TOKYO, March 12 (Korea Bizwire) — Four out of five South Koreans are distrustful of their island neighbors to the east, according to the results of a poll conducted by a Japanese news and communications organization.
A total of 1,000 respondents each from South Korea, the United States, the U.K., Thailand, China and France participated in the poll carried out in January.
Of the South Koreans who participated, 79.4 percent said Japan was not to be trusted, while 19.2 percent said the opposite.
In the four years since this opinion poll was first held, the lack of faith in Japan among South Koreans has never wavered. From 2015 through 2017, the figures for lack of trust came in at 79.4 percent, 81 percent and 85.7 percent.
Among the key reasons for the lack of neighborly consideration are the actions of Japanese Prime Minister Shinzo Abe’s administration, namely the denials of historical affairs and the movement to restore Japan to its past militaristic status.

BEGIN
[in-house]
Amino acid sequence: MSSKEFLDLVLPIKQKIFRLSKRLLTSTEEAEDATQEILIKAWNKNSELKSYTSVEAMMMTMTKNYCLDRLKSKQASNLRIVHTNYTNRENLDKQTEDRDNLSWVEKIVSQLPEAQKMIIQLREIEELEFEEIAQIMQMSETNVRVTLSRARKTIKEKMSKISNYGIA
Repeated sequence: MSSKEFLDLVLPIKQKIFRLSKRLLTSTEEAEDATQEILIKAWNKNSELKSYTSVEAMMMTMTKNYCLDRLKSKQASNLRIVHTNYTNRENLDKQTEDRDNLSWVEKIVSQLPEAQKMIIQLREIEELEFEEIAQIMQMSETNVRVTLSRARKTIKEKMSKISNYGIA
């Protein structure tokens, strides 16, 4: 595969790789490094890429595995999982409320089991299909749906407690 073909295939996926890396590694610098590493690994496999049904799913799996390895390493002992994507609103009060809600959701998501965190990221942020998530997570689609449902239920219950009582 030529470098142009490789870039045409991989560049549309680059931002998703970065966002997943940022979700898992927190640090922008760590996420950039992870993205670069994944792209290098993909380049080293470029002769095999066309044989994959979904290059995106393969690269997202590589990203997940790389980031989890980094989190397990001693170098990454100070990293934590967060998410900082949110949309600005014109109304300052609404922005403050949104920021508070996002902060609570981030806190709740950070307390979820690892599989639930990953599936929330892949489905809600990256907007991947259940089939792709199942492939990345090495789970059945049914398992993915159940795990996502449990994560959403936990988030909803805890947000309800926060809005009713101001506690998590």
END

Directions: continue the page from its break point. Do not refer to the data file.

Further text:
Since entering office in December 2012, Abe has raised Japan’s defense budget in what is now the sixth straight year with the goal of transforming the world’s third-largest economy into a military power. To do so, Abe is looking to revise Japan’s pacifist constitution, which bars the country from operating a military and conducting warfare (forces for self-defense have been maintained).
Moreover, Abe has previously denied Japanese responsibility for the issue of South Korean women taken as sex slaves during Japanese occupation – the so-called comfort women – and he has also been viewed as attempting to pour cold water on inter-Korea relations, which are currently on the mend.
Following South Korea, the Chinese were the most distrustful of Japan at 74.1 percent. Conversely, 96.2 percent of Thai respondents and 81 percent of Americans said Japan could be trusted.
This pattern held when it came to positive feelings of good will towards Japan. While the majority of Thais and Americans said they had positive feelings towards Japan, the reverse was true for South Koreans and Chinese.
More South Korean interview participants (52.2 percent) had visited Japan than those of any of the other nationalities that partook in the opinion poll. Ranking second was the United States (11.1 percent).